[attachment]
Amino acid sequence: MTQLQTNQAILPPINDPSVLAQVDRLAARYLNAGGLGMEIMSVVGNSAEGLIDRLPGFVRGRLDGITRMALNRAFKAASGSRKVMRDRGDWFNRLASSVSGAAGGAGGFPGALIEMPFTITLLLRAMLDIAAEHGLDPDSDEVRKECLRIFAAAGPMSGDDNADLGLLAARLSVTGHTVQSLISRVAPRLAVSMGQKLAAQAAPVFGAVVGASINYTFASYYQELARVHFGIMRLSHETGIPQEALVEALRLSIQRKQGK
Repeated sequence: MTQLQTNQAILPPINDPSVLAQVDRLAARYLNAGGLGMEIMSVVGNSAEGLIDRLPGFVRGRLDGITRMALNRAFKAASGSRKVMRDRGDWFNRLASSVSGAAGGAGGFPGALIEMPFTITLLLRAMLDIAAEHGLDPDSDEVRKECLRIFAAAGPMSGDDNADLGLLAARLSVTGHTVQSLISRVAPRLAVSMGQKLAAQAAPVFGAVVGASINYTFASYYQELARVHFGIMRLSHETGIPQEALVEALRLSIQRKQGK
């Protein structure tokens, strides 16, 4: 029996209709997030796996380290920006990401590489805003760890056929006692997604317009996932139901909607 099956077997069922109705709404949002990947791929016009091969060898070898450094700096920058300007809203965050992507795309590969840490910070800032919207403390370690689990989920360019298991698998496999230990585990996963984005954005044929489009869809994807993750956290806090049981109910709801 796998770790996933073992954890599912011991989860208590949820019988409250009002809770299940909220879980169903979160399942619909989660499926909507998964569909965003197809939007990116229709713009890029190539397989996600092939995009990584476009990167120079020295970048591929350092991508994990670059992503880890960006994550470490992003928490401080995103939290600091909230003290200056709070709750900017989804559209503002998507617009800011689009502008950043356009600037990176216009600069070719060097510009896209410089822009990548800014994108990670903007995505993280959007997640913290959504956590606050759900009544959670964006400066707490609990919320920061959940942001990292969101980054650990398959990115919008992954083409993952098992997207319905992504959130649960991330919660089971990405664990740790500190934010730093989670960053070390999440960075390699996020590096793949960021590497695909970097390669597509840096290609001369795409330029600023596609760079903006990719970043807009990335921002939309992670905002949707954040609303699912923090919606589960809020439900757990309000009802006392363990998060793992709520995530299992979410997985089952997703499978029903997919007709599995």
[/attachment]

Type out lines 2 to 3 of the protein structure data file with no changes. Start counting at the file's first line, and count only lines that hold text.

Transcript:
Repeated sequence: MTQLQTNQAILPPINDPSVLAQVDRLAARYLNAGGLGMEIMSVVGNSAEGLIDRLPGFVRGRLDGITRMALNRAFKAASGSRKVMRDRGDWFNRLASSVSGAAGGAGGFPGALIEMPFTITLLLRAMLDIAAEHGLDPDSDEVRKECLRIFAAAGPMSGDDNADLGLLAARLSVTGHTVQSLISRVAPRLAVSMGQKLAAQAAPVFGAVVGASINYTFASYYQELARVHFGIMRLSHETGIPQEALVEALRLSIQRKQGK
């Protein structure tokens, strides 16, 4: 029996209709997030796996380290920006990401590489805003760890056929006692997604317009996932139901909607 099956077997069922109705709404949002990947791929016009091969060898070898450094700096920058300007809203965050992507795309590969840490910070800032919207403390370690689990989920360019298991698998496999230990585990996963984005954005044929489009869809994807993750956290806090049981109910709801 796998770790996933073992954890599912011991989860208590949820019988409250009002809770299940909220879980169903979160399942619909989660499926909507998964569909965003197809939007990116229709713009890029190539397989996600092939995009990584476009990167120079020295970048591929350092991508994990670059992503880890960006994550470490992003928490401080995103939290600091909230003290200056709070709750900017989804559209503002998507617009800011689009502008950043356009600037990176216009600069070719060097510009896209410089822009990548800014994108990670903007995505993280959007997640913290959504956590606050759900009544959670964006400066707490609990919320920061959940942001990292969101980054650990398959990115919008992954083409993952098992997207319905992504959130649960991330919660089971990405664990740790500190934010730093989670960053070390999440960075390699996020590096793949960021590497695909970097390669597509840096290609001369795409330029600023596609760079903006990719970043807009990335921002939309992670905002949707954040609303699912923090919606589960809020439900757990309000009802006392363990998060793992709520995530299992979410997985089952997703499978029903997919007709599995």